While waiting for Eviation Alice’s first test flight, we got a glimpse of another type of electric aviation in Pacific Northwest skies. Zeva Aero’s Zero single “seat” flying saucer lifted off in someone’s sunny back yard for a series of hops.
The overlay of soft music keeps us from knowing how noisy this thing is, and it would be of interest to know if it passed the good neighbor test while levitating, and whether the eight motors and propellers hummed or screamed. (NOTE: since the video of the flight test has been removed from YouTube, we’re substituting the company campaign video.
Founded in 2017 “to compete in the Boeing GoFly competition and then build a business on the back of that effort,” Zeva is the brain-child of Stephen Tibbits and Ben Gould. Tibbits, a serial entrepreneur, has started at least four other companies and he and Gould now lead a team of 25.
Their mission statement seems a bit familiar in a market offering over 300 companies promoting much the same thing. “OUR MISSION: To enable personal point to point air travel. OUR VISION: To create the most compelling personal air vehicle company.” The sentiments may echo many of those in this nascent market, but their approach is radically different.
The operator/pilot starts off in a vertical stance, pressing against the top of the Zero (and buckling in) before launching. As noted in an earlier entry, the Zeva Zero can launch from a walkway extending from a high-rise apartment, so the operator will step out already at an altitude that might give some pause. One wonders how the FAA will make allowances for flights between tall buildings. Even Superman leapt over them.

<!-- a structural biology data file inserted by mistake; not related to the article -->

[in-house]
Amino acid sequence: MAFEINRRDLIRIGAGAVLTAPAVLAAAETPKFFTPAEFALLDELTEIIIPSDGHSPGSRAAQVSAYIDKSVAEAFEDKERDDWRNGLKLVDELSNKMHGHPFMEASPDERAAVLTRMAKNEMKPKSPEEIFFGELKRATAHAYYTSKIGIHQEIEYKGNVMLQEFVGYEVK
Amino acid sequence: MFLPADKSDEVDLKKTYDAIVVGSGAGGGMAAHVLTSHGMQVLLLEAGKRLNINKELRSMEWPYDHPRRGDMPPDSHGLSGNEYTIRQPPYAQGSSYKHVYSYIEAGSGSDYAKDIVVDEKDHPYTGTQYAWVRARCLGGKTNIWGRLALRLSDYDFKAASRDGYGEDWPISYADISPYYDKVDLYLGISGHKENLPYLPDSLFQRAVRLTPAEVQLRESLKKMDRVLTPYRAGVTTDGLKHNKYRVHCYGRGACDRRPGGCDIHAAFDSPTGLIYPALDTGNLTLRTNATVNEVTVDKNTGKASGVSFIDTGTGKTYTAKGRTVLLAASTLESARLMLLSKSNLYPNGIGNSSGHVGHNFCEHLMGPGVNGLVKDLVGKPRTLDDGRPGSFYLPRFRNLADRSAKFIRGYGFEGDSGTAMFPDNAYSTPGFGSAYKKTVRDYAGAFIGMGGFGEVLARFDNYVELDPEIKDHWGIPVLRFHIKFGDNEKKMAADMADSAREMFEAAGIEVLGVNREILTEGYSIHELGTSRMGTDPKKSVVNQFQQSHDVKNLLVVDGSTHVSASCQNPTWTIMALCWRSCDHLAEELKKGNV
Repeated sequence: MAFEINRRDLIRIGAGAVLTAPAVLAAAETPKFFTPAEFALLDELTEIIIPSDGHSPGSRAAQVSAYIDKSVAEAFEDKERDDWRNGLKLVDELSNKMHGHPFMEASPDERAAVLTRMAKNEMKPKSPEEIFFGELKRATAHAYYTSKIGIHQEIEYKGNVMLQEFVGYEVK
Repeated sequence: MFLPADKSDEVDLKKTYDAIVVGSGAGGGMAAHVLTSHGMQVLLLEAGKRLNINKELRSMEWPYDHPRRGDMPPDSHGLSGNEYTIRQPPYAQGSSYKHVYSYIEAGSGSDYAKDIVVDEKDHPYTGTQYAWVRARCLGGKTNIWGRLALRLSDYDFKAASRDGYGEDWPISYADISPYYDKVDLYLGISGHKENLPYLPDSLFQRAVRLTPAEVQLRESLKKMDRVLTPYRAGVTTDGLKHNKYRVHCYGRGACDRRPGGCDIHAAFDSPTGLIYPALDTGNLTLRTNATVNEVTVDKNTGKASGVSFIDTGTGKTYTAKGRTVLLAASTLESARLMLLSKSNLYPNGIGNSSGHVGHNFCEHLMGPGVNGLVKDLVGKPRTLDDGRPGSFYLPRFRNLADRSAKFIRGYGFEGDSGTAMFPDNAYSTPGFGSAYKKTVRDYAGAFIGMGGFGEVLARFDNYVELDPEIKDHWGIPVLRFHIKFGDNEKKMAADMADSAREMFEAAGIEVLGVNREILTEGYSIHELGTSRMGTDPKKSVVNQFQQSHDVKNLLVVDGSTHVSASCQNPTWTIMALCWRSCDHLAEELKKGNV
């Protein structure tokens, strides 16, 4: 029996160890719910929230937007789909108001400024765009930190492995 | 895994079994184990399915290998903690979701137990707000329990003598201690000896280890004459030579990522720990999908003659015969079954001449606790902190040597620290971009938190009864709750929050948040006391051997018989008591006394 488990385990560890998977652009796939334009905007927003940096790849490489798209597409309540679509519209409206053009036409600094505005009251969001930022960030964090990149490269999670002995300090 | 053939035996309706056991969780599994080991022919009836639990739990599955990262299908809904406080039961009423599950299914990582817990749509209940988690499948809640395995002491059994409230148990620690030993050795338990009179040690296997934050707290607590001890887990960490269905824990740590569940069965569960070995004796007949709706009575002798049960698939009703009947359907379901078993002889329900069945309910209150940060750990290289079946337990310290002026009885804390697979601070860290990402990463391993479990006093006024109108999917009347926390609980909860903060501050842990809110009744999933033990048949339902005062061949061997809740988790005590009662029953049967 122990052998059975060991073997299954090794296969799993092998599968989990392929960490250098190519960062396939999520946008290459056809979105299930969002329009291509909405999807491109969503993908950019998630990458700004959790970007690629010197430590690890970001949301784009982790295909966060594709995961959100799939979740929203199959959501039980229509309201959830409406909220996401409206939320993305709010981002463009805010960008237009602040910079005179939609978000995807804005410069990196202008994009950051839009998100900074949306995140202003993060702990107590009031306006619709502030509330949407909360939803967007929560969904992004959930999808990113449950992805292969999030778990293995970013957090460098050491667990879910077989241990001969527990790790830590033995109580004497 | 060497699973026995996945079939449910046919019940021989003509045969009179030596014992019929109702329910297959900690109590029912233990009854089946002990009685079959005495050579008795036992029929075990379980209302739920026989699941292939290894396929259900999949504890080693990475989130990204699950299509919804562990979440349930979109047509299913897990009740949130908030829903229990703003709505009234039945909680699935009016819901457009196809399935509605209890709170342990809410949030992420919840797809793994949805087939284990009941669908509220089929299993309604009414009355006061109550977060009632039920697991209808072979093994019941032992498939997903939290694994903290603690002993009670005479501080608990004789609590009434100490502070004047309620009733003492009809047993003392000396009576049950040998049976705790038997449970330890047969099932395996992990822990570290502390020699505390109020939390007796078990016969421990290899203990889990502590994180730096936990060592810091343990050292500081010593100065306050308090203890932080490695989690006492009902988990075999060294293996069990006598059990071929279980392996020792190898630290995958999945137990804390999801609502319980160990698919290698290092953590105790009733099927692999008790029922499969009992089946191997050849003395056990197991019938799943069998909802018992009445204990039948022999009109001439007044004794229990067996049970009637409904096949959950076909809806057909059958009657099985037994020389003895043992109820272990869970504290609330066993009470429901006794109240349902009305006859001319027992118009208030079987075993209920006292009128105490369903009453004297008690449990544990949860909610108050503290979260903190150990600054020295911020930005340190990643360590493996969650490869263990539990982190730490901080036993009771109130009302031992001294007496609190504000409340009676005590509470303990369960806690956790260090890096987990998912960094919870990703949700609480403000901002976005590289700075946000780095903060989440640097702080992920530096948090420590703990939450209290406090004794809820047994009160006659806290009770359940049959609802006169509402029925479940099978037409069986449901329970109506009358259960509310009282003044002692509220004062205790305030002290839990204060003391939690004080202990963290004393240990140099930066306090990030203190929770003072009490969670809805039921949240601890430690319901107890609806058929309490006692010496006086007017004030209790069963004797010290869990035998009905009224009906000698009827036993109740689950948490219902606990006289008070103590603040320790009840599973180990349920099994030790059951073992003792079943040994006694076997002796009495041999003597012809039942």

In the current flight tests, radio control and a simulated pilot load take place in a grassy bit of suburbia. Such freedom to take off and land in available spaces might make the Zero a hit with commuters who can find their parking space on a convenient roof top, but again, how will administrators see this freedom?
Suggesting that the little vehicles may be ideal first responder tools may soften bureaucratic resistance. GeekWire reports, “‘Our long-range goal is the consumer, but there are a lot of pieces that have to be put into place before that happens,’ Tibbitts said. Getting the flying saucer certified by the Federal Aviation Administration will be a crucial step. The first customers may well be first responders and emergency workers in areas where getting around is particularly challenging. ‘Where there is no infrastructure, those kinds of vehicles are perfect,’ Tibbitts said.” The military is also one less restrictive, essential services type of area.
The company sees its “blended-wing body” configuration and its “SkyDock” landing platform as unique and distinguishing features. It’s used these distinctions to promote its machine in crowd-funding programs. Perhaps these same features will lure investors for a planned 2025 Initial Price Offering (IPO) as the firm heads toward full production and consumer acceptance.